Where the Wild Things Are

I’m not going to write about anything serious today—not pirating, shipwrecks, oil spills, or anything that can be demoralizing. Instead, I’m gone awry about thousands of deep-sea creatures that were recently discovered by scientists: creatures with transparent tentacled transparent sea cucumbers, “primitive jumbos” that flap ear like fins, and tubeworms that feed on oil deposits.

In a recent article, the Associated Press reported that a recent report released yesterday recorded 17, 650 species living below 650 feet, where there is no sunlight. This indicates that Marine scientists have found 5600 new species on top of the 230,000 known. They hope to find several thousand more very soon.

A sponsor of the report by the Alfred P. Sloan Foundation explained, “the deep sea was considered a desert until not so long ago; it’s quite amazing to have documented close to 20,000 forms of life in a zone that was thought to be barren… the deep sea is the least explored environment  on earth.”

The AP article also indicated that more than 2000 scientists from 80 countries are working together to catalog the ocean species. I found this fact to be uplifting; how great that there is world cooperation on this research! It’s not one country competing to come up with the most numerous species count over another. If only we could work together as one of the species on this earth to solve global problems: pirating, environmental disasters, shipwrecks, and much more: preventing wars, terrorism, and nuclear proliferation. Wouldn’t it be great?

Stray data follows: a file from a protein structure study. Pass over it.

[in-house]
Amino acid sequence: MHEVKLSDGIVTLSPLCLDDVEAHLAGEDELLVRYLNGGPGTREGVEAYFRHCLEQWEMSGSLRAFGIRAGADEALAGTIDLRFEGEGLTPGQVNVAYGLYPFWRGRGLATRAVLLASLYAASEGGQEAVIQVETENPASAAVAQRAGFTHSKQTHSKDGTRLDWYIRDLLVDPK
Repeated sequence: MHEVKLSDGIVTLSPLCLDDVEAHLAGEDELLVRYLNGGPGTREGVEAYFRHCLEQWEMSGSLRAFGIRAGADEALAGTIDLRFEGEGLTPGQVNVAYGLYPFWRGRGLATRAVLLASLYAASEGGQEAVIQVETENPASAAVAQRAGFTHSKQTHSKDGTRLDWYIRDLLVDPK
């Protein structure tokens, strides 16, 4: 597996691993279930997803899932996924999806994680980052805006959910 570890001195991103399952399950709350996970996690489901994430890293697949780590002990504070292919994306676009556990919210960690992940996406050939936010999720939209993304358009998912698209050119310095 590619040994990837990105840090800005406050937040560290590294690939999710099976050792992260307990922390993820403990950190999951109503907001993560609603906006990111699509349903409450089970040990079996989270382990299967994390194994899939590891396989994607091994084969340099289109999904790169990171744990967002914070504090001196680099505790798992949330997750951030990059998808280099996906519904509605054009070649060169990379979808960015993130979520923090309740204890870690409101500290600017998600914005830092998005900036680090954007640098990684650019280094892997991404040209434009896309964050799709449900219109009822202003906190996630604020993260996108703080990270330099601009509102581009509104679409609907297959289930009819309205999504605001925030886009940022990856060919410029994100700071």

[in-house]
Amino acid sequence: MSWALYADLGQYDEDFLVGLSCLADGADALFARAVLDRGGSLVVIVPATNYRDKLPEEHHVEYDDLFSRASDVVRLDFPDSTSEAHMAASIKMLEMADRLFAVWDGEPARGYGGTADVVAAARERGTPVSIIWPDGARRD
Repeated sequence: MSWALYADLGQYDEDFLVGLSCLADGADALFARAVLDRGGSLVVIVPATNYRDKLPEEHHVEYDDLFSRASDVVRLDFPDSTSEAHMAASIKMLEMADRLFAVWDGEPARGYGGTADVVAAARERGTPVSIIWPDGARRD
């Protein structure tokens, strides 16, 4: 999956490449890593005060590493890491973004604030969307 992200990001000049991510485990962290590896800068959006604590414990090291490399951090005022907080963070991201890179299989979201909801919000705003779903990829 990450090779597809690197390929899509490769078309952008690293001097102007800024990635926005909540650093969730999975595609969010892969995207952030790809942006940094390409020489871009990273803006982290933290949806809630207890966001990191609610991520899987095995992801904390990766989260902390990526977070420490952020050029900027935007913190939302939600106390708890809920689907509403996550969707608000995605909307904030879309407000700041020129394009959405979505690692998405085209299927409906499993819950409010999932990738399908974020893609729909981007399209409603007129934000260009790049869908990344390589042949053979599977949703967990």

This discovery of the wild things in the depths of our oceans, along with knowing about scientific collaboration on behalf of oceans gives me hope for the future. It makes up for the sadness of losing hundreds of species every 20 minutes.

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